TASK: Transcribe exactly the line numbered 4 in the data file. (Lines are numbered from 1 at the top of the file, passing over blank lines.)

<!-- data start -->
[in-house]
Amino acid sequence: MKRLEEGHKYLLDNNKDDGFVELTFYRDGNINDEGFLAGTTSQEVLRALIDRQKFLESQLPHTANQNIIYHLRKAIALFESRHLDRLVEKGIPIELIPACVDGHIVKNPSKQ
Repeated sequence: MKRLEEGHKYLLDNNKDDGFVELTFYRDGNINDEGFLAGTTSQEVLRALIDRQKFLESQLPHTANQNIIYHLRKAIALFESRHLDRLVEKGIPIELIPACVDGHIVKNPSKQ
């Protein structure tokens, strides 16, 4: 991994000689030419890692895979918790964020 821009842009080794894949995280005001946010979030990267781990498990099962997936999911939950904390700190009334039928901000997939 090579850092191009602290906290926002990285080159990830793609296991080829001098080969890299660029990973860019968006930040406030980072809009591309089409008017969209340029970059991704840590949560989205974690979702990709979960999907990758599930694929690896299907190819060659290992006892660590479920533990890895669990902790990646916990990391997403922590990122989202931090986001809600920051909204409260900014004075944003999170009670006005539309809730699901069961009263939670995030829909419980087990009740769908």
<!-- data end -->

């Protein structure tokens, strides 16, 4: 991994000689030419890692895979918790964020 821009842009080794894949995280005001946010979030990267781990498990099962997936999911939950904390700190009334039928901000997939 090579850092191009602290906290926002990285080159990830793609296991080829001098080969890299660029990973860019968006930040406030980072809009591309089409008017969209340029970059991704840590949560989205974690979702990709979960999907990758599930694929690896299907190819060659290992006892660590479920533990890895669990902790990646916990990391997403922590990122989202931090986001809600920051909204409260900014004075944003999170009670006005539309809730699901069961009263939670995030829909419980087990009740769908």